“How hard can it be?”
Hiten Shah, founder, CEO, and owner of MES in Lewis Center, Ohio, has one simple question he asks himself every time a customer challenges his company to go above and beyond, or provide a product or service it has never had or done before. And that question is: “How hard can it be?” This entrepreneurial operating ethos had helped propel his start-up, supply chain management and logistics operation from $1 million in sales in 2010, to $65 million, today.
Shah started his career as a plastics engineer but over time wore many different professional hats: manager, process engineer, vice president of sales. In 1997, he started the company known today as Marketing and Engineering Solutions (MES, Inc.). In 2006, while doing some research in India for a friend’s firm, he came upon a number of suppliers who were manufacturing some specific products his own company was providing to its customers. “We had some companies in medical and lighting who were looking for the specific products that I had evaluated in India,” he says. “So, in early 2007, we started to work in earnest, trying to sell some of the castings that were made by our Indian suppliers in lighting and medical. We got some contracts right away and we started shipping products from India.”
Soon, some of his customers began requesting other services, such as supply chain and warehousing, in addition to shipping, in effect, asking MES to be a logistics manager as well as a supplier. Although he knew very little, at first, about overseeing a global supply chain, Shah asked himself, again, “How hard can it be?” and went to work. “So we have grown in response to customer needs,” he explains.
When the company was asked to manage a supply chain from China, it responded. By 2008 MES was doing chain management work in both countries and warehousing products in Ohio. By 2009, Shah began to see the scale-up opportunities inherent in the business model, so he hired his first source quality engineer and other personnel, shifting from a small sourcing company to the company it is today – a full-service provider of global manufacturing and supply chain management services.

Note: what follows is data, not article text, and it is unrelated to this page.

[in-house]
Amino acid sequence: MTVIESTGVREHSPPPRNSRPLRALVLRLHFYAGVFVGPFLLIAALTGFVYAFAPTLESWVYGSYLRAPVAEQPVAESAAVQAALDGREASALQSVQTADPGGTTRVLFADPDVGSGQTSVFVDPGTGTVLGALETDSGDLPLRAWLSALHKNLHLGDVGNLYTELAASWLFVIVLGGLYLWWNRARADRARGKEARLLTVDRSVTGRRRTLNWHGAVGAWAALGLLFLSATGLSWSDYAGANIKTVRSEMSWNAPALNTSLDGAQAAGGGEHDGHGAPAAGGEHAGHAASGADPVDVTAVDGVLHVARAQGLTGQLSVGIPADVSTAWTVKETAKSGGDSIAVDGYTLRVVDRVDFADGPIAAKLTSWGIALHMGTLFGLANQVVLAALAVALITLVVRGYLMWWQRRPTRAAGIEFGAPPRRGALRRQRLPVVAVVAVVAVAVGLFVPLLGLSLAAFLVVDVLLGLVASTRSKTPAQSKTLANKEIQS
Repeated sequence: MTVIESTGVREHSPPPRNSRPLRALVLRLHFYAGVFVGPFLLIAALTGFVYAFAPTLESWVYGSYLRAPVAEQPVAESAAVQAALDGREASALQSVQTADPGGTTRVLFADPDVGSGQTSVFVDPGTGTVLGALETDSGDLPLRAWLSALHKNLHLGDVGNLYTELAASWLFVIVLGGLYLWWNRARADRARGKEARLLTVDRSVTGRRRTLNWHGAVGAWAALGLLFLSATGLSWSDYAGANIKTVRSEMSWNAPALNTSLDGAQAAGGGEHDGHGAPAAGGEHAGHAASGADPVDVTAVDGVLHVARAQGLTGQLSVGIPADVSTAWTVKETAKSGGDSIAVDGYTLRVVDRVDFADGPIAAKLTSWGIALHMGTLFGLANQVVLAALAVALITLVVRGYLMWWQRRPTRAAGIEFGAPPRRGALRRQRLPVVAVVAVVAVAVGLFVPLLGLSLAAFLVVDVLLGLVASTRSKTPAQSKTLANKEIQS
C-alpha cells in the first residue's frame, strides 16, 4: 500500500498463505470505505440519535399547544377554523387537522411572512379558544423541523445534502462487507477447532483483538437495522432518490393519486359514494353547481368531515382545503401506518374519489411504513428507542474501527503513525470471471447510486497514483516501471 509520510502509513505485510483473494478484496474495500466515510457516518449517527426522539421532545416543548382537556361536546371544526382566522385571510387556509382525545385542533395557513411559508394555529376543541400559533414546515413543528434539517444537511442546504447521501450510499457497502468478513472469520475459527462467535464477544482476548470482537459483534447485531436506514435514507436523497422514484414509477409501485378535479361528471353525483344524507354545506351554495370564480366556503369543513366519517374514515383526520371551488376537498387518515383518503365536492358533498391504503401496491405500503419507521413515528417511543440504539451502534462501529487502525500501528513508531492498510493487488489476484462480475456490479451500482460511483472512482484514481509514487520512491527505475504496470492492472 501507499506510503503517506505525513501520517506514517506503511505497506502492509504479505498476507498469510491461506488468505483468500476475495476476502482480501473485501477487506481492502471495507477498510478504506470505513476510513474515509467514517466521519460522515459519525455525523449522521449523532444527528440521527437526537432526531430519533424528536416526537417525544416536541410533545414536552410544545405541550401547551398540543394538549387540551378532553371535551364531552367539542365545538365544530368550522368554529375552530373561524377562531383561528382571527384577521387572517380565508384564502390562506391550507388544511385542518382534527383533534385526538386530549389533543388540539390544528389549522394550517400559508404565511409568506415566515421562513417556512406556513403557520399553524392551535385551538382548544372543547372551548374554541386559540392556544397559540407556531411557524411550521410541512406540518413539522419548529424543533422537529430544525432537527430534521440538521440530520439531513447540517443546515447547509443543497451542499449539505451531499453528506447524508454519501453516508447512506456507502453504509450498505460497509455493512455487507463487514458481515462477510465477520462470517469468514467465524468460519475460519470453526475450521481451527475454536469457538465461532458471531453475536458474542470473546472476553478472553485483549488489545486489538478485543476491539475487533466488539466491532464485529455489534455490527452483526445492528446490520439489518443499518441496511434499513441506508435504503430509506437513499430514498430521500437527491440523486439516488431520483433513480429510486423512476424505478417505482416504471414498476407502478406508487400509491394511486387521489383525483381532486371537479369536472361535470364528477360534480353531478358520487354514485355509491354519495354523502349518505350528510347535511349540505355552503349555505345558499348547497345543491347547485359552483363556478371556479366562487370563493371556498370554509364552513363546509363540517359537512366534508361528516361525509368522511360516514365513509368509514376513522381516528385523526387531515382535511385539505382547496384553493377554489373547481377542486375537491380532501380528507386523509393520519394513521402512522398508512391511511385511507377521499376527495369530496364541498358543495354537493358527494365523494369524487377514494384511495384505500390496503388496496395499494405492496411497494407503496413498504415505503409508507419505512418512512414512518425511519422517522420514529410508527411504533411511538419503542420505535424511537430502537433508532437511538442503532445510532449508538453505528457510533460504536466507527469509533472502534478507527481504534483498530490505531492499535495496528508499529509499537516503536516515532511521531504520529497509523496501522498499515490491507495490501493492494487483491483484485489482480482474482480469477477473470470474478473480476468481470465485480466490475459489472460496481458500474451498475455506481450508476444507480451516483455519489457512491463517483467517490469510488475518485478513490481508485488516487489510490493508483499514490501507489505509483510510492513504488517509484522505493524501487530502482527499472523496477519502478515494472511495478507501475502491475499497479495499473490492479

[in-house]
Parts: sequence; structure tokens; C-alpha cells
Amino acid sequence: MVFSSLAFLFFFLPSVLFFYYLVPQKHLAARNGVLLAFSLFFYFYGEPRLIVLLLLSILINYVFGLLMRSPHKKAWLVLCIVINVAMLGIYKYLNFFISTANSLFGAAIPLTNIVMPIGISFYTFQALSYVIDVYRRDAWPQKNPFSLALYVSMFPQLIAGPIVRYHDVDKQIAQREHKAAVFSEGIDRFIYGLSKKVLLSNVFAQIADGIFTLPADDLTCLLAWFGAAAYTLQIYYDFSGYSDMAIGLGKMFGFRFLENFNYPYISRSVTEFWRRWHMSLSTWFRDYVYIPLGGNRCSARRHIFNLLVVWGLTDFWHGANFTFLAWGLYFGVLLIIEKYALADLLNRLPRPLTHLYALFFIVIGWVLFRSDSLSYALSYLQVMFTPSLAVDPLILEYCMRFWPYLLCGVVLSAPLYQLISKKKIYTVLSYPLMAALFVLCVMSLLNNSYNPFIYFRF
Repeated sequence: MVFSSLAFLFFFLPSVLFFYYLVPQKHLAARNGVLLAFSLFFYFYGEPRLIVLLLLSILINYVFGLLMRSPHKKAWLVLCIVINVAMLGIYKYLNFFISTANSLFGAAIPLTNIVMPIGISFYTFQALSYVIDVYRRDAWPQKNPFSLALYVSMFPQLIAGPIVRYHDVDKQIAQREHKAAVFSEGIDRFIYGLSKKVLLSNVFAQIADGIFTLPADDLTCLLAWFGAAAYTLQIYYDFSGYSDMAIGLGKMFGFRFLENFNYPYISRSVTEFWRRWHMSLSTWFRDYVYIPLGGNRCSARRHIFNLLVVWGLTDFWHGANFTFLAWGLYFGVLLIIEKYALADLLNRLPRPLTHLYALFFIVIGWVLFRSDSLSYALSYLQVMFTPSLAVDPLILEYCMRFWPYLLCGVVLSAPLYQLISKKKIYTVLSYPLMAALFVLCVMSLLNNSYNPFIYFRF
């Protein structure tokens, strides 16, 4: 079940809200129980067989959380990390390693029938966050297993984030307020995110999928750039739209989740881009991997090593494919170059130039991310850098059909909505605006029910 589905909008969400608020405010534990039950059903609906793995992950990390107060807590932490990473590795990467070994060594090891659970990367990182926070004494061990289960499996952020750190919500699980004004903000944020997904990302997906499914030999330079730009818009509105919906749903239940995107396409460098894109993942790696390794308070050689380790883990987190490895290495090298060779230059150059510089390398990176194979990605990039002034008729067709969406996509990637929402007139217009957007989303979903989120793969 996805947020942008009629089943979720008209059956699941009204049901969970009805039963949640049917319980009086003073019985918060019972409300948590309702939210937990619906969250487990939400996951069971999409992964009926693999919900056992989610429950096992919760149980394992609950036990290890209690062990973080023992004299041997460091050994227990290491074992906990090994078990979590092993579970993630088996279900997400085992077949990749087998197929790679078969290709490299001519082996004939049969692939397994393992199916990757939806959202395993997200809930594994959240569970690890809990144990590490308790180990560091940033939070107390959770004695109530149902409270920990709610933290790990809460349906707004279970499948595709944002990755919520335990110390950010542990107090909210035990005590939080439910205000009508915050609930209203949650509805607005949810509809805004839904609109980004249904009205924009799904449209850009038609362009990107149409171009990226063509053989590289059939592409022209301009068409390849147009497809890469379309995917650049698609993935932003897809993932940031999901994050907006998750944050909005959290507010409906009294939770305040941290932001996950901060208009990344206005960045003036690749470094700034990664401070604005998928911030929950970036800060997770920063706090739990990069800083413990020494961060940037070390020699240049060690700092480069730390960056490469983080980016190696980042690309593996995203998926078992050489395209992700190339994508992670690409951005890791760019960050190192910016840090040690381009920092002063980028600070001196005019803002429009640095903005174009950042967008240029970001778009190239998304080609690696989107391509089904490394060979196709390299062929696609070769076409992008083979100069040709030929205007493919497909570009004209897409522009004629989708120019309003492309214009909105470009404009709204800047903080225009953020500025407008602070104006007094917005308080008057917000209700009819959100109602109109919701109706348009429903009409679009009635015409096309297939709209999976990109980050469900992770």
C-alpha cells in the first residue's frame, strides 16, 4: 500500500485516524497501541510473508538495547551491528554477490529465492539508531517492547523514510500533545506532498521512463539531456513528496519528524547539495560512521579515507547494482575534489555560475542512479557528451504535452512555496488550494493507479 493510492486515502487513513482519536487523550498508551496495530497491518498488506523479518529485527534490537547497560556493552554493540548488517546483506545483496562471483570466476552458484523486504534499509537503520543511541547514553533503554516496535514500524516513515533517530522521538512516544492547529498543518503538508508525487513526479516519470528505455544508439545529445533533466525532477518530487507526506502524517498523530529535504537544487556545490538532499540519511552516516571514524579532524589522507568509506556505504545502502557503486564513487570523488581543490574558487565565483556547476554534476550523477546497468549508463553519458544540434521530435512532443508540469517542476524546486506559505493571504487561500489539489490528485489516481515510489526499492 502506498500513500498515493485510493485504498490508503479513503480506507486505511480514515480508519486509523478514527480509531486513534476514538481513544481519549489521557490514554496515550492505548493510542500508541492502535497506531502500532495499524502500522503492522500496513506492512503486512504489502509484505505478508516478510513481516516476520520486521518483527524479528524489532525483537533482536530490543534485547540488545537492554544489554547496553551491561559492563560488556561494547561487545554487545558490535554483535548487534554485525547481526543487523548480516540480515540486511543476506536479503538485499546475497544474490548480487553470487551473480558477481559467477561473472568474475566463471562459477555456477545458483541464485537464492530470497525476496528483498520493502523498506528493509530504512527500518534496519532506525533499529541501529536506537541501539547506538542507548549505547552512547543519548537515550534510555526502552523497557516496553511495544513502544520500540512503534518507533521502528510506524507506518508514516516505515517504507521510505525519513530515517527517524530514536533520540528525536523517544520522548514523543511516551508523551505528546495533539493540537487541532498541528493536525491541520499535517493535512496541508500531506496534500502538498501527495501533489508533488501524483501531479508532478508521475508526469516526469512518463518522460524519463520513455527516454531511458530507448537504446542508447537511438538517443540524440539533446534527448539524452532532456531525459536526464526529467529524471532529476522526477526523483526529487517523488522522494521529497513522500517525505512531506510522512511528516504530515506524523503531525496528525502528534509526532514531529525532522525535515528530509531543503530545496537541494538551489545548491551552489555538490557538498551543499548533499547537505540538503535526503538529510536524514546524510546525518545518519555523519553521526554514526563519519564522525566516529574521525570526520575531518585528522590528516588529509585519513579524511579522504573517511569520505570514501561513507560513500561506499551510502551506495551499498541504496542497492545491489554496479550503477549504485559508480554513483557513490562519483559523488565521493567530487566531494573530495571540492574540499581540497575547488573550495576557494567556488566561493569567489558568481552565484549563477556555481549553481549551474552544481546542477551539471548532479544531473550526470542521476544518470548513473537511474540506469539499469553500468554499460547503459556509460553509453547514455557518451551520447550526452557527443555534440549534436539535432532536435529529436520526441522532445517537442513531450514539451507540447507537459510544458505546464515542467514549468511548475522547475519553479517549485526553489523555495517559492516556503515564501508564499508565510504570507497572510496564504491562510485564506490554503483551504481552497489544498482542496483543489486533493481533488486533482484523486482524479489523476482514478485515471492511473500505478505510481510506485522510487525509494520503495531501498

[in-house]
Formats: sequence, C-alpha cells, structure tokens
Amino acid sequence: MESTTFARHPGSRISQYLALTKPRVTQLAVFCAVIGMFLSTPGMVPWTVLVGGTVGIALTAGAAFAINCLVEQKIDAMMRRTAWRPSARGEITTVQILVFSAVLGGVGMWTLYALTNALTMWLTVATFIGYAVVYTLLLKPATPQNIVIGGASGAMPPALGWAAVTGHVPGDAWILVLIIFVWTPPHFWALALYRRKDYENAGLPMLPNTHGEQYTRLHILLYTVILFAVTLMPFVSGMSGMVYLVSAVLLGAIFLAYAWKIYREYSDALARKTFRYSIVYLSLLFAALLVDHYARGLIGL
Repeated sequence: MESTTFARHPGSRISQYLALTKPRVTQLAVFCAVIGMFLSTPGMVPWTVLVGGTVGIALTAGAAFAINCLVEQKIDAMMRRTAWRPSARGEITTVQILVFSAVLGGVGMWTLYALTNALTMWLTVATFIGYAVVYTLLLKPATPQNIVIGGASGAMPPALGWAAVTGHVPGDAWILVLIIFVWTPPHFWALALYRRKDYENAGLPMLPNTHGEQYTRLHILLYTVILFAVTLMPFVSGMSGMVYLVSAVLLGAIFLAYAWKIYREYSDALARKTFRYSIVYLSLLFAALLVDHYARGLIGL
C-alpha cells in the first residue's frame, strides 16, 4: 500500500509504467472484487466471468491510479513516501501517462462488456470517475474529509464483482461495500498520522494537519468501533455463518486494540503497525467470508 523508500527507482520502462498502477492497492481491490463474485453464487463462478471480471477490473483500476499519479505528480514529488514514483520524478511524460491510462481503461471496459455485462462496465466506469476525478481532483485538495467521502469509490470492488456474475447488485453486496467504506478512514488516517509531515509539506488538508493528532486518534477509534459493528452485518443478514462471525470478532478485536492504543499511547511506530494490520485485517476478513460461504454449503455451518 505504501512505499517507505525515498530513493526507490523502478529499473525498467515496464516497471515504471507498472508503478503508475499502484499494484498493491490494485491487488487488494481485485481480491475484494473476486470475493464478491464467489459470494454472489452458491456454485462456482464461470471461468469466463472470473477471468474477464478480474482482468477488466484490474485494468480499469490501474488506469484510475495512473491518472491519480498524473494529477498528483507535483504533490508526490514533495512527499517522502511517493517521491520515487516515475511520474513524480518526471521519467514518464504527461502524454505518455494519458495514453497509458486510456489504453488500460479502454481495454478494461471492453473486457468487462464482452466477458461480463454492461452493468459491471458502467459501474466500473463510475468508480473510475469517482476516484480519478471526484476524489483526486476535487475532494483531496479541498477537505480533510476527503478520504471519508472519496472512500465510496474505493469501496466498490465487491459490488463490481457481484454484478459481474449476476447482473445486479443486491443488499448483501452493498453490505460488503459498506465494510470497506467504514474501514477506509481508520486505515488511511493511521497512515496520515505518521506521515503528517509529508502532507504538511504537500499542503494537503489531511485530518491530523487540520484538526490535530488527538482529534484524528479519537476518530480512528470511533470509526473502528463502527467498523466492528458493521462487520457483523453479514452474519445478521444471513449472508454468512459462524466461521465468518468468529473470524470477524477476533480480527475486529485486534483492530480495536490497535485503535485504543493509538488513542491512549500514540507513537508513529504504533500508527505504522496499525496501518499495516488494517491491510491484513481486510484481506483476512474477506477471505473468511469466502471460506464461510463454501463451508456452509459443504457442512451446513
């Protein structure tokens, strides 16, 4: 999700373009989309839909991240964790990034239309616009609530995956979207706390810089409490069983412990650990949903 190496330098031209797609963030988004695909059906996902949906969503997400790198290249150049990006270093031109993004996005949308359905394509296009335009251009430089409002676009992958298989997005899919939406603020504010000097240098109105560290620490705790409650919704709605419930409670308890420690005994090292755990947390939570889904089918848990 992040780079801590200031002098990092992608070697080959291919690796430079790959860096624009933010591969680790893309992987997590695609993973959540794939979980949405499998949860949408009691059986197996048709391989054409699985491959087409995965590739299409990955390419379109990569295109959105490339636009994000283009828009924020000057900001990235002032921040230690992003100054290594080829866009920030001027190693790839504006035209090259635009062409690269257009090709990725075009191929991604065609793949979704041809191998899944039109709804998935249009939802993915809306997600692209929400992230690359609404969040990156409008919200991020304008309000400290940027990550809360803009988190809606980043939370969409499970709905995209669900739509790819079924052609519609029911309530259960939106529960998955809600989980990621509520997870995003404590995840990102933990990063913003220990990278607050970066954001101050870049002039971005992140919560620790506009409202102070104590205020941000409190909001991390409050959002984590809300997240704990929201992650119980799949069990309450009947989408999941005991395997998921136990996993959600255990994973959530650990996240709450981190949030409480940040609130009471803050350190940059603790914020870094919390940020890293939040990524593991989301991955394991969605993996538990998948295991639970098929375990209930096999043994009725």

MES sources manufactured components from India, China, Australia, Taiwan, Vietnam, and Malaysia. In China, alone, where it has two offices, it has a supplier base of 227 manufacturing companies. Two offices in India order from 200 different suppliers in that country. It has warehouses in Ohio, California, Texas, and Mexico. It has doubled its employee count in the last year and a half from 40 to 80 people. Its clients come predominantly from the lighting, automotive, heavy equipment, medical, and agricultural sectors, and are generally tier-one, OEM companies that require large supplies of “high-mix” products. Companies that make lighting components – housings and fixtures – comprise the largest portion of its business. It also has some clients in the electronics and communications sectors.
Shah describes a five-step process that MES employs in managing its customers’ supply chain logistics. “Number one: we help find qualified suppliers. Second is: we do all kinds of quality audits and inspections. We don’t bring any suppliers on unless we have an engineer that can visit them within eight to ten hours by plane, train, bus, whatever. Boots on the ground is one of our key things. And in India, and China, and Hong Kong, we have really invested financial and logistics management resources, supply chain managers, sourcing engineers, and quality engineers. They are all very well equipped with a broad spectrum of skill sets needed to make sure that we have our supply chain engine humming.
“Third: we consolidate shipments at various ports in India, China, Taiwan, and Vietnam. Fourth: we do warehousing for our customers in Ohio, California, Texas, and Monterey, Mexico. And then, fifth: we do some domestic value-added operations either in-house, or we send out as needed.” Some of MES’ value-added services include the following:
• Aluminum die casting